Tag Archives: Christmas

Year End Sabbatical

dolly tree

I will be taking a break from blogging, except for announcing my WND columns, until the first week in January.

May grace and peace be multiplied to you and your household this holiday season.


Filed under Christmas

My Final Rant of 2016



My friend, Bill Sheridan, described his memoir, Depot Street Memories, as being a collection of essays. “It does not have a beginning or an end. At some point I will stop writing. That will be your cue to stop reading.”

His words communicate exactly what I am doing today: stopping my blog until 2017.

So, Merry Christmas, Happy Hannukah, and Happy New Year. I have enjoyed all of you and look forward to great things happening in 2017.


Filed under Christianity, Christmas, Church

My Final Rant for 2014

dolly 3


My friend, Bill Sheridan, described his memoir, Depot Street Memories, as being comprised of essays. Then, he added: ” It does not have a beginning or an end. At some point I will stop writing. That will be your cue to stop reading.”

His words communicate exactly what I am doing today: stopping my blog until 2015.

So, Merry Christmas, Happy Hannukah, and Happy New Year. I have enjoyed all of you and look forward to great things happening in 2015.


Filed under Christianity, Christmas, Church

I Love Christmas

dolly tree


In 1994, I attended a Christmas party for youths at an inner city church. There were thirty to forty youngsters between the ages of three and ten years old. The kids were mostly from homes where the mothers had drug/alcohol problems and the fathers were long absent from the homes. Although the children were poor, they wore their best clothes for the party.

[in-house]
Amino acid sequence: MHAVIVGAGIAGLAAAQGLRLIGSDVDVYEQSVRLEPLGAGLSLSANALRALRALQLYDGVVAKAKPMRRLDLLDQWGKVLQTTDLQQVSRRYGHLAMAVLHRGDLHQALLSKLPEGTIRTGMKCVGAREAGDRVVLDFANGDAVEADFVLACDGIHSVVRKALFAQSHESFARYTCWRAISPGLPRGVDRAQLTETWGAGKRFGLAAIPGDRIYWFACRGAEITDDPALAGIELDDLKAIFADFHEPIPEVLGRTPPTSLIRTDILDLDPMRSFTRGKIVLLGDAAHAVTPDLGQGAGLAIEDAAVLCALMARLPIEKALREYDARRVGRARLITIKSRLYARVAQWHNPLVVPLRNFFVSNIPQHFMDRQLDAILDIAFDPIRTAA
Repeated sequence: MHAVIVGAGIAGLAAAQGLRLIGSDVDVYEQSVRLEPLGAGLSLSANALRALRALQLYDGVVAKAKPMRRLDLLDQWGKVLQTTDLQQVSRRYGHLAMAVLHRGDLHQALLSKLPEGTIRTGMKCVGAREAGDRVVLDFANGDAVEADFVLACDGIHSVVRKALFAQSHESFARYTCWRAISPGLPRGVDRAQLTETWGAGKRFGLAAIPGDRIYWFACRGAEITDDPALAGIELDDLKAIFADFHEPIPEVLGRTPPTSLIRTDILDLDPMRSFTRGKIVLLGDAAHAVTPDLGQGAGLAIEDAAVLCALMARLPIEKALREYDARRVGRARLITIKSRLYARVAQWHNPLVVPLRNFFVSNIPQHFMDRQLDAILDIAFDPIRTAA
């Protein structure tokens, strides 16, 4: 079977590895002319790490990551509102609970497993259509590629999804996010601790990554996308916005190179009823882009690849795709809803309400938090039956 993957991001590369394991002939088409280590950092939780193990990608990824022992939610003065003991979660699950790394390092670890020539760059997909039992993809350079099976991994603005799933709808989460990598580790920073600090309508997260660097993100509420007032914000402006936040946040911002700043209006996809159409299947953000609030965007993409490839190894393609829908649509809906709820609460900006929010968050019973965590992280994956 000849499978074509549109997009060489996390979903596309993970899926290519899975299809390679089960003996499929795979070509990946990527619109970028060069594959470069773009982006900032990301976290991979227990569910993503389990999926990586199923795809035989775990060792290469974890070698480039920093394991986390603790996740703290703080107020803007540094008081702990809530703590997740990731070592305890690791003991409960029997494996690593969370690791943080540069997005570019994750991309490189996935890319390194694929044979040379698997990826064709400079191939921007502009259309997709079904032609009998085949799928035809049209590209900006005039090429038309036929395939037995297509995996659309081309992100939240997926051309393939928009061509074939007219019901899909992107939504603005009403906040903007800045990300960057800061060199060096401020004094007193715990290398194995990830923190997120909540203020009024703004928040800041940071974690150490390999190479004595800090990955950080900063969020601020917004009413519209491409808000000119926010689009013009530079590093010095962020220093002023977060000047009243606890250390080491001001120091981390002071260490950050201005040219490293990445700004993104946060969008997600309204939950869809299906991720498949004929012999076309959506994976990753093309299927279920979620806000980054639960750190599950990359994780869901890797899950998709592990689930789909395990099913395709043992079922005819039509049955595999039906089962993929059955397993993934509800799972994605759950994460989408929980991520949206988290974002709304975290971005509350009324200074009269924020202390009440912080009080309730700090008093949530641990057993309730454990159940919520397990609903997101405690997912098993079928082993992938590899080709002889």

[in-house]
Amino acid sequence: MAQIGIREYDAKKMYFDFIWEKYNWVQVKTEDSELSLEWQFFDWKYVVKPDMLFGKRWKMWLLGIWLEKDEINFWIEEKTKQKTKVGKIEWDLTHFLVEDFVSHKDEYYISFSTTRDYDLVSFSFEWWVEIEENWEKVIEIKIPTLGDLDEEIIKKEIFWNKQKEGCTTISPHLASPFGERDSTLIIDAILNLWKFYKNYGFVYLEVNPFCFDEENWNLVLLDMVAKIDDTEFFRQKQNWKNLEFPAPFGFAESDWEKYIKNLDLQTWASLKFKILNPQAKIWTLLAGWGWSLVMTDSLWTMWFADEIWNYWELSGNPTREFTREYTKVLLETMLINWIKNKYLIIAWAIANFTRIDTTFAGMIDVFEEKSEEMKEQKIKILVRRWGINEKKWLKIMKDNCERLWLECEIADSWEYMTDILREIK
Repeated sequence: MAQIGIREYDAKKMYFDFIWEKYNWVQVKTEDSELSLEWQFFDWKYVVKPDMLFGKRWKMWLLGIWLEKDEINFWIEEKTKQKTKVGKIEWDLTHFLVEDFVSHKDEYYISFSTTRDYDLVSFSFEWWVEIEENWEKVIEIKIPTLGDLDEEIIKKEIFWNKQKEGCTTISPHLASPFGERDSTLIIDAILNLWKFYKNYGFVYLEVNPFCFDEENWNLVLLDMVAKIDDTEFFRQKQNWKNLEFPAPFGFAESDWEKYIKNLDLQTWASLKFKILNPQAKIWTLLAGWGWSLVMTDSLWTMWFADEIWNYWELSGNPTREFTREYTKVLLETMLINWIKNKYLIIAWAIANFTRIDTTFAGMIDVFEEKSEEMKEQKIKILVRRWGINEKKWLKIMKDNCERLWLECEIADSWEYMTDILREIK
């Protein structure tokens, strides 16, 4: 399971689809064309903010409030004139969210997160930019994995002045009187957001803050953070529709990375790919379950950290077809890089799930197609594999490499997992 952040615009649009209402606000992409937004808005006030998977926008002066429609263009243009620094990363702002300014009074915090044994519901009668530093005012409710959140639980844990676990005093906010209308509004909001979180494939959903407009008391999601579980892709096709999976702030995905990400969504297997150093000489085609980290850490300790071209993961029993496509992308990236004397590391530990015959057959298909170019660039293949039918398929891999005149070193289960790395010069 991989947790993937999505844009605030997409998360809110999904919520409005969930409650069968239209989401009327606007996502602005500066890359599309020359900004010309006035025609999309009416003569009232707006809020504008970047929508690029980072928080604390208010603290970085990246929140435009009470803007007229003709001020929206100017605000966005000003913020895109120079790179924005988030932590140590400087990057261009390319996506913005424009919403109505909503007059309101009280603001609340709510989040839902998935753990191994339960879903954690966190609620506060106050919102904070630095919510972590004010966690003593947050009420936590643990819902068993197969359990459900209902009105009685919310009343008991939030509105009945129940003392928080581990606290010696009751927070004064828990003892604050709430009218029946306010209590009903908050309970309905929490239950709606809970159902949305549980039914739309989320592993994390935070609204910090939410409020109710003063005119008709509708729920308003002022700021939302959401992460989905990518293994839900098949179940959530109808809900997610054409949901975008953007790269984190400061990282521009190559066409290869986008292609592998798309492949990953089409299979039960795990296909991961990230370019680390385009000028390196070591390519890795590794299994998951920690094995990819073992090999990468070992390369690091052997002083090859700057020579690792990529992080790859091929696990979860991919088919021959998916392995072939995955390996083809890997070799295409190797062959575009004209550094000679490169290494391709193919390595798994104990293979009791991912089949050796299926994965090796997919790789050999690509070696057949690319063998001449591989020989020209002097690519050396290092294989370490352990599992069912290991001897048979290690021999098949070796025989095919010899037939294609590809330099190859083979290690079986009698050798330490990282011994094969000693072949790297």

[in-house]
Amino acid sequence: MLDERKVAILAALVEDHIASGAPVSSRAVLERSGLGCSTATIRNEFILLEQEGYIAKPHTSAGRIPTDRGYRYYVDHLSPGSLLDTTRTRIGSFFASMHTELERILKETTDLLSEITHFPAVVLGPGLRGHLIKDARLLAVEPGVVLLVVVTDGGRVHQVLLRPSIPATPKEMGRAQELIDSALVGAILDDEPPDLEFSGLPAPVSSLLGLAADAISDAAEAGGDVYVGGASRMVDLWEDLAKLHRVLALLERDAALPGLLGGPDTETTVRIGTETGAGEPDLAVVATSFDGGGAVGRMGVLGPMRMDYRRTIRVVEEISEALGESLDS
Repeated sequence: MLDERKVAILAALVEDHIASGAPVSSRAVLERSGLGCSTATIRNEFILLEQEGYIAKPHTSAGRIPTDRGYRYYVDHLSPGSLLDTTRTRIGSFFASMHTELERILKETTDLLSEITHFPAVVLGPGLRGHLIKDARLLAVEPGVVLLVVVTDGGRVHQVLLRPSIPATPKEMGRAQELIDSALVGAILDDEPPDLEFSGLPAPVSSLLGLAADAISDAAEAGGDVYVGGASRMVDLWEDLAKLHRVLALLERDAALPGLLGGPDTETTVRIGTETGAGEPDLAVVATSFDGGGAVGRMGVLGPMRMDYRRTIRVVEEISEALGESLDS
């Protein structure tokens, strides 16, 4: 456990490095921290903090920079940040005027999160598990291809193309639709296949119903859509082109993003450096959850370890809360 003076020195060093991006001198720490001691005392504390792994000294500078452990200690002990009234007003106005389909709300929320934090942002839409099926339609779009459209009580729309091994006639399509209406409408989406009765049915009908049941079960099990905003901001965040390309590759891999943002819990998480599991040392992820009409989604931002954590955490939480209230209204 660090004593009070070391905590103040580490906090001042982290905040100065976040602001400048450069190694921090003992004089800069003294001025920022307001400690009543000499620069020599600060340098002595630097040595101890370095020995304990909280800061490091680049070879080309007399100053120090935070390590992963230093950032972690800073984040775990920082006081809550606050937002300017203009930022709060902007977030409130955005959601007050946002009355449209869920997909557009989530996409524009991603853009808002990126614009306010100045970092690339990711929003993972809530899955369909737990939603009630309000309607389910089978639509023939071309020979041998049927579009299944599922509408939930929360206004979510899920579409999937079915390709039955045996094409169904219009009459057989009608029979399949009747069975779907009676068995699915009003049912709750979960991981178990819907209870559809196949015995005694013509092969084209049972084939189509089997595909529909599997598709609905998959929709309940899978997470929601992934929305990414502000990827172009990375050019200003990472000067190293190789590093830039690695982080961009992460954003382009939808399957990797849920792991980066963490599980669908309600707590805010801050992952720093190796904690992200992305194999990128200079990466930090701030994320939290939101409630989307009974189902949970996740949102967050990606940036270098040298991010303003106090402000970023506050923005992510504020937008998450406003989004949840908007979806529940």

The kids sat in a circle in the middle of the church’s basement. I sat between two of the youngest girls who alternated between sitting on their chairs and on my lap. Both were too excited to sit still.

The young teacher asked, “Why do you like Christmas?” She pointed to a child and added, “Okay, let’s start with you and go around the circle. Each can answer that question for us.”

One by one, they stood up and gave their answers. Each mentioned Jesus a little bit and then quickly added, “I sure hope I get such and such toy for Christmas.”

This continued in this manner until a seven-year old boy stood up. “We don’t believe in Christmas!” he proclaimed and sat down with his arms folded across his chest.

All of the other kids gasped, not understanding why the boy said what he did.

The little boy’s mother stood up. “Yes, we don’t celebrate Christmas. December 25th is not even when Jesus was born and is in fact the date of a pagan holiday.” She continued on for five minutes in a diatribe about how it was wrong to celebrate the holiday of Christmas.

Finally, she sat down.

The little children sat there stunned by her words. They looked like they had just heard their pet had been run over by a Mac truck. Their faces revealed their hurt.

I felt the Holy Spirit come upon me and I stood up.